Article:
In social media today, we’ve seen an uprising in body positivity for people of all genders.
With plus size now becoming the new normal, women everywhere are embracing their thick thighs and curves. However, the body positivity movement isn’t always inclusive of everyone. The term “the acceptable thick” basically means that women can be plus sized but only to a certain socially accepted extent.
For example, we never see women in fashion ads with stretch marks, with “cellulite," or even with bigger stomachs or guts. We always see women with flat stomachs and wide hips, and although these women need representation too, they don’t represent the entire plus-sized community.
For example, brands such as Aerie featured Barbie Nox, a “plus-sized model” in their new untouched campaign.
Sports Illustrated featured the plus-sized model Ashley Graham, size 16, on the cover of their magazine for the first time in the history of the magazine. Although this has been seen as a huge triumph for plus sized women, the amount of under-representation in the media is alarming. I personally think the root of body negativity is due to this.
However, these women are within the spectrum of what's acceptable in society.
While many plus sized women are beyond excited that advertisements are finally using more realistic women, I’m hesitant to say that this is a step forward in progressive body positive thinking. With the acceptable thick becoming more and more apparent in social media, I’m afraid for my fellow fat women whose bodies aren’t portrayed in mainstream society.
And as a woman who is a size 18/20, the term “plus size” has been in my life for years.
The "acceptable thick" is what every man wants; a woman with a small waist, flat stomach, and of course, big hips and round backside. With plus size women in particular, it’s either one extreme or the other. People are either severely fatphobic, or fetishize fat women.
Some extremes include feederism, which I would never ever be a part of.
While many women, in particular, are seeking out that “slim thick” look as portrayed by these models and other celebrities such as Nicki Minaj & Beyonce, I’ve noticed many people put other people down for not going to the gym. Speaking from my own personal experience, in my fall 2015 semester, I went to the gym every chance I got because I thought I needed to prove myself to people that didn’t matter to me and to people I didn't matter to.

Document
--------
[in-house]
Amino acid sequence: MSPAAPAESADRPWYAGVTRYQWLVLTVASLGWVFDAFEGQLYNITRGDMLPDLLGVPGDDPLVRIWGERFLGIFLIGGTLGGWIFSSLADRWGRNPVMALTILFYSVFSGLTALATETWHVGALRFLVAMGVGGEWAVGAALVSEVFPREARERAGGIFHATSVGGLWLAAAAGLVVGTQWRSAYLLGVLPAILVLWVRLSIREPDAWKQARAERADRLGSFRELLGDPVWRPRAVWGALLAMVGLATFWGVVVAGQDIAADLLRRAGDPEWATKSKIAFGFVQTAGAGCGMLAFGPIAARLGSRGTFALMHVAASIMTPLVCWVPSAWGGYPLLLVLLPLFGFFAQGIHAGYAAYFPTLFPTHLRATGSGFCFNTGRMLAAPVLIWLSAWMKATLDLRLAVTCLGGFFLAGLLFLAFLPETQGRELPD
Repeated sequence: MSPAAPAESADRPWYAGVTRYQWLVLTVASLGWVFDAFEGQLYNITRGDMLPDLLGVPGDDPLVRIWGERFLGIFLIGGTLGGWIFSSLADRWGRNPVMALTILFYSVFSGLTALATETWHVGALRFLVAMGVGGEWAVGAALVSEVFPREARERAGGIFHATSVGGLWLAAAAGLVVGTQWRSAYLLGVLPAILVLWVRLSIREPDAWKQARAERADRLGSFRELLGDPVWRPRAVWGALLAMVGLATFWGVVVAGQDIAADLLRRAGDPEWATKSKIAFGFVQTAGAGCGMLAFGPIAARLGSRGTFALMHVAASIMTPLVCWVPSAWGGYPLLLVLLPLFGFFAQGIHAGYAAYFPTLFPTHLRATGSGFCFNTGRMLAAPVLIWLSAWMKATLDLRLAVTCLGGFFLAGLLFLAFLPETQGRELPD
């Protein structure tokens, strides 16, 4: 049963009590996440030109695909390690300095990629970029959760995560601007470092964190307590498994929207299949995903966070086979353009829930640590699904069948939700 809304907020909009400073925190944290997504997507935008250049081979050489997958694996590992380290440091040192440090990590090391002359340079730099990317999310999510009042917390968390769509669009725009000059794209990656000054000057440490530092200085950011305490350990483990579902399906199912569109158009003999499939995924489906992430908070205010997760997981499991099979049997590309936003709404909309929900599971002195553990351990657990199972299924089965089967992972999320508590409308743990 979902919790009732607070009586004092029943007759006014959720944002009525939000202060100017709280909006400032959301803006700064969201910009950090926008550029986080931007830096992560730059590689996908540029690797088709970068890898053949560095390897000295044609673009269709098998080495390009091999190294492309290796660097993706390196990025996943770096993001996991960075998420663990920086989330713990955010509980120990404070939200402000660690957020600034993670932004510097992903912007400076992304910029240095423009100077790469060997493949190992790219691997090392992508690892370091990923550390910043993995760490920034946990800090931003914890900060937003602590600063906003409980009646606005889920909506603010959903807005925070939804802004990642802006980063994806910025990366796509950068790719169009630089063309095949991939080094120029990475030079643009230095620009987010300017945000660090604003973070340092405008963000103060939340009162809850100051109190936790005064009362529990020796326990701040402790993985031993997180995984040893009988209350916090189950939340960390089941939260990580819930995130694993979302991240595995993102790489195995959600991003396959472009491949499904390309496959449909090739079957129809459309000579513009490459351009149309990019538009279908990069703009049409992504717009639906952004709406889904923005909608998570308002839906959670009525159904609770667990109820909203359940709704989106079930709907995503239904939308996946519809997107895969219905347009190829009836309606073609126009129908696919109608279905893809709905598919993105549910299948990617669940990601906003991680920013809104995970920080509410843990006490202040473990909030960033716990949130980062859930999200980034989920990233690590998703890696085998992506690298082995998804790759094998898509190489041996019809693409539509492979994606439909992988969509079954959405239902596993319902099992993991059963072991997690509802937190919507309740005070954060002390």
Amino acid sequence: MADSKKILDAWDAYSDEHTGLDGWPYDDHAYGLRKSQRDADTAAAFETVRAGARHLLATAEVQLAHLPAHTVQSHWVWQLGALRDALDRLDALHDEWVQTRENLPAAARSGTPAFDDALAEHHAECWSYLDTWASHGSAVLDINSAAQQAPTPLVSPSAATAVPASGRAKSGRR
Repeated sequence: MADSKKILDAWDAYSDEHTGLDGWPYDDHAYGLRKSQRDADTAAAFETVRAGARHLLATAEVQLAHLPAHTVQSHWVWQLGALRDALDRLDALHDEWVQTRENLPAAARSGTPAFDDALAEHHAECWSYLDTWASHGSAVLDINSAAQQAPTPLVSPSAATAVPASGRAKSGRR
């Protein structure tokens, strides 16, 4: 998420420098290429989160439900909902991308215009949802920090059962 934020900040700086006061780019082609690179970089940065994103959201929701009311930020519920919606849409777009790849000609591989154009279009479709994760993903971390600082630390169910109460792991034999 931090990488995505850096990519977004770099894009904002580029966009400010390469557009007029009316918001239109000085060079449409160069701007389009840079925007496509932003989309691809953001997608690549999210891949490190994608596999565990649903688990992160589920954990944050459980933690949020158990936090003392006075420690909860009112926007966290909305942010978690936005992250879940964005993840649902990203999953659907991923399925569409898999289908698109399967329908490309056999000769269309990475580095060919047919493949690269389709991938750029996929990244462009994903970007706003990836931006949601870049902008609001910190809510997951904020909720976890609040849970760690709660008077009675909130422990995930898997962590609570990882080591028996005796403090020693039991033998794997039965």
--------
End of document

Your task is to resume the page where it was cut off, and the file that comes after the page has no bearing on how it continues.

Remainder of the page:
They assumed that because I was large, I was there to lose weight. Not only did that make me very self-conscious and would induce anxiety attacks later on in the locker room, but it also made me uncomfortable. I was always the heaviest one out of all of my friends, and I felt like I needed to prove something to them to show them that I wasn’t just a pile of fat who doesn’t do anything. Later on, though, I realized that it doesn’t matter if I go to the gym or not if I’m happy.
The word “fat” has been used to offend people for a long time now. As a person who was called fat constantly in my younger years, I’ve been hurt so many times by the word. Over years of hating my body and everything that comes with it, I’ve finally started to reclaim my fat.
"Fat" isn’t an insulting word to me anymore because yes, I am chubby, but I’m proud of it.
Many people view overweight women in particular as undesirable, immoral and overall disgusting. I’ve started to gain my confidence back and spread my sense of accomplishment to other people as well. I think the most important part of this was learning to accept my flaws. I understand that it might not be that easy for many people, and believe me, it wasn’t easy for me, but now that I’ve reclaimed the term "fat" and what it means to me.
My overall advice for people going through body negativity is to start small. Start where you feel comfortable, and you don’t have to love all of yourself at once.